Learnings Mental Models

Goodhart’s Law: When Measurement Becomes the Target


Goodhart’s Law, a concept coined by economist Charles Goodhart, highlights the pitfalls of using quantitative metrics as proxies for complex systems. This mental model suggests that once a measure becomes a target, it loses its effectiveness, leading to distorted decision-making outcomes. Understanding Goodhart’s Law is crucial for navigating decision-making processes, as it sheds light on the inherent challenges of relying solely on metrics and the unintended consequences that can arise.

Anchoring in Human Psychology

Goodhart’s Law is deeply rooted in human psychology, specifically our tendency to optimize toward specific goals and game the system. When metrics are introduced as targets, individuals and organizations naturally adapt their behavior to achieve favorable results. This psychological drive for incentives and rewards can lead to unintended and sometimes detrimental consequences. Goodhart’s Law highlights the need for a nuanced understanding of the complexity behind measurements and the potential for distortions in decision-making.

Examples of Goodhart’s Law

  1. Personal Life Decisions: Consider the case of weight loss. If an individual’s sole focus is on a number on the scale, they may resort to unhealthy practices, such as crash dieting or extreme exercise, to achieve their goal quickly. In this scenario, the weight becomes the target, and the overall well-being and sustainability of the individual’s health may be compromised.
  2. Business Scenarios: In the realm of business, sales targets are commonly used to gauge performance. However, employees may manipulate sales figures by offering deep discounts or pushing unnecessary products to meet their targets. This behavior may lead to short-term success but could harm customer relationships and long-term profitability.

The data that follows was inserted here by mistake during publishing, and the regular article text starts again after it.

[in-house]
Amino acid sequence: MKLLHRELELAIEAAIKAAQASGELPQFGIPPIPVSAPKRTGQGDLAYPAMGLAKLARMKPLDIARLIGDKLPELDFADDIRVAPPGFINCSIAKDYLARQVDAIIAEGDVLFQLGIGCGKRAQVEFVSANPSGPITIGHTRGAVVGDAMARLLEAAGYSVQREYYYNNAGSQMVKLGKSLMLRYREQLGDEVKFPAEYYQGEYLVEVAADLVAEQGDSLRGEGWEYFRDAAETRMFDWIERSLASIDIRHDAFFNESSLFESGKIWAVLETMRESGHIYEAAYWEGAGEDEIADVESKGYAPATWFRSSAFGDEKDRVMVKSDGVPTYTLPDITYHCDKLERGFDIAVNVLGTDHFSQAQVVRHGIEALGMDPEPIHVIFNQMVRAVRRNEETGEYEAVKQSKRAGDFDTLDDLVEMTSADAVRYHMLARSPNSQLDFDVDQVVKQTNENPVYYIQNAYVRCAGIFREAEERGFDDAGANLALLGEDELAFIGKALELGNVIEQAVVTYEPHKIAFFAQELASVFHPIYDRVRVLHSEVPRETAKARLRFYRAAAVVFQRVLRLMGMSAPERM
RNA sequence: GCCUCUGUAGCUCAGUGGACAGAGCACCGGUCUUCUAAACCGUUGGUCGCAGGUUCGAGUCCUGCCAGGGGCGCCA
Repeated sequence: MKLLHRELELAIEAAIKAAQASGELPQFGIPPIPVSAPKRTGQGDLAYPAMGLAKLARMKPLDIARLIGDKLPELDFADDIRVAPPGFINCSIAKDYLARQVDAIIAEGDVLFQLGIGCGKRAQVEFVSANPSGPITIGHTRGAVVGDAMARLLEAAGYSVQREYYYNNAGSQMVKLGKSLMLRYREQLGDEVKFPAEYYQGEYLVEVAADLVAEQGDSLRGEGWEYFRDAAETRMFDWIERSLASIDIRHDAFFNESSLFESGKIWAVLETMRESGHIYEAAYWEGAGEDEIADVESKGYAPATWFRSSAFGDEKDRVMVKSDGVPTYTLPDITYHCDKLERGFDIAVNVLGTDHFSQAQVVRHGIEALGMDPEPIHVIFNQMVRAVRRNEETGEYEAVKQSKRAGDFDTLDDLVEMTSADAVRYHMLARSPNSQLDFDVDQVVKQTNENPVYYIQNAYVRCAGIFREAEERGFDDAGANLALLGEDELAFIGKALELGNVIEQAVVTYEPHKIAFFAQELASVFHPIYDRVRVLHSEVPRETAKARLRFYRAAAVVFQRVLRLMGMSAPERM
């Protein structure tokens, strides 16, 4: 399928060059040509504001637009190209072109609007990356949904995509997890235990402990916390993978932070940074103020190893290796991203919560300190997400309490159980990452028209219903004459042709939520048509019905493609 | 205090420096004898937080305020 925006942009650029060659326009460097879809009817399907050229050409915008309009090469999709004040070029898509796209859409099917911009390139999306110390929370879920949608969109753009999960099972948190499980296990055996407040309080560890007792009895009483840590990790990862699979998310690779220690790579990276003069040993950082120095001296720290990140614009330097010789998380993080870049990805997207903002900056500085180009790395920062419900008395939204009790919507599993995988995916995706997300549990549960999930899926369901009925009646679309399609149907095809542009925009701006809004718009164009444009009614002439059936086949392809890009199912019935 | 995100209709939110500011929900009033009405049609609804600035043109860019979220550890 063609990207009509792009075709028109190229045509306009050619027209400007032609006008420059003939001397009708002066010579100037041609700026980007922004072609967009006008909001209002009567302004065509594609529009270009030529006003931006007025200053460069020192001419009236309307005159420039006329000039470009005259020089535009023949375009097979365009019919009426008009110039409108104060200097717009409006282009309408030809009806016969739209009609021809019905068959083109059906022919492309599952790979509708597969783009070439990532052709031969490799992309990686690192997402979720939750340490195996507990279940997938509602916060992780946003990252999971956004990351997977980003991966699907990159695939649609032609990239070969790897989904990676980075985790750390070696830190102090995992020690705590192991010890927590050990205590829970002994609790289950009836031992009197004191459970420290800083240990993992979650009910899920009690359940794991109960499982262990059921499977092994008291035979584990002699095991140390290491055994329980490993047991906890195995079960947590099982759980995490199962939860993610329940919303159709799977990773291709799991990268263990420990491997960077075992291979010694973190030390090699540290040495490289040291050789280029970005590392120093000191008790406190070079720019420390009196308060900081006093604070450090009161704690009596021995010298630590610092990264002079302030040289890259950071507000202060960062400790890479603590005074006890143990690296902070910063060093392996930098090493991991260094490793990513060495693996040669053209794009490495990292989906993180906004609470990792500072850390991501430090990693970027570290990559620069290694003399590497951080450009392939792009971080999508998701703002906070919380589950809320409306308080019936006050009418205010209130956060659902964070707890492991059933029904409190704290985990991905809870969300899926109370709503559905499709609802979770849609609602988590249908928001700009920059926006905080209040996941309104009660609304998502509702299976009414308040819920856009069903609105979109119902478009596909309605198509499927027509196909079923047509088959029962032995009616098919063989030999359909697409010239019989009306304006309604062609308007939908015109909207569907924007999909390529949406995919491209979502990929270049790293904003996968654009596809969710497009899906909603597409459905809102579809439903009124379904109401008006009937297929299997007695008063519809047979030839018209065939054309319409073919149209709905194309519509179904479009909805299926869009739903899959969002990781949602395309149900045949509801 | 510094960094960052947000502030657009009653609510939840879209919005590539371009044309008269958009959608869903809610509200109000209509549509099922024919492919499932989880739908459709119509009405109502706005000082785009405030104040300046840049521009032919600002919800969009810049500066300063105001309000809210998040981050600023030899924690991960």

3. Public Policy-Making: Governments often employ metrics such as GDP growth as indicators of economic prosperity. However, focusing solely on GDP growth can neglect other critical aspects of well-being, such as income distribution, social cohesion, and environmental sustainability. This narrow focus may result in policies that favor short-term economic gains at the expense of long-term societal well-being.

Mental Biases and Underpinnings

Several mental biases contribute to the occurrence of Goodhart’s Law. The availability heuristic leads decision-makers to prioritize easily measurable and readily available metrics, even if they do not capture the full complexity of a system. Confirmation bias reinforces this behavior by seeking information that confirms preconceived notions or desired outcomes, further reinforcing the focus on the chosen metric. Additionally, social and organizational pressures can create a culture of target fixation, pushing individuals and groups to prioritize metrics over broader objectives.

Practical Strategies to Mitigate Goodhart’s Law

  1. Embrace Multidimensional Metrics: Rather than relying on a single metric, consider a range of complementary measures that provide a more comprehensive understanding of the system being assessed. This approach encourages a holistic perspective and reduces the risk of tunnel vision.
  2. Monitor for Unintended Consequences: Regularly evaluate the impact of metrics and targets to identify any adverse effects they may be causing. Implement feedback loops and mechanisms to detect and address distortions promptly.
  3. Foster a Culture of Critical Thinking: Encourage open dialogue, diverse perspectives, and challenge assumptions within decision-making processes. By actively seeking opposing views and engaging in rigorous analysis, individuals and groups can identify blind spots and better prepare for unintended consequences.


Goodhart’s Law serves as a cautionary reminder that relying solely on metrics as targets can lead to distorted decision-making outcomes. By understanding the psychological underpinnings of this mental model, recognizing its prevalence in personal, business, and policy contexts, and adopting practical strategies to mitigate its effects, individuals and organizations can make more informed and balanced decisions. Maintaining awareness of Goodhart’s Law enables us to navigate the complexities of measurement and target-setting, promoting better outcomes and avoiding the unintended consequences that can arise from the pursuit of single-minded metrics.

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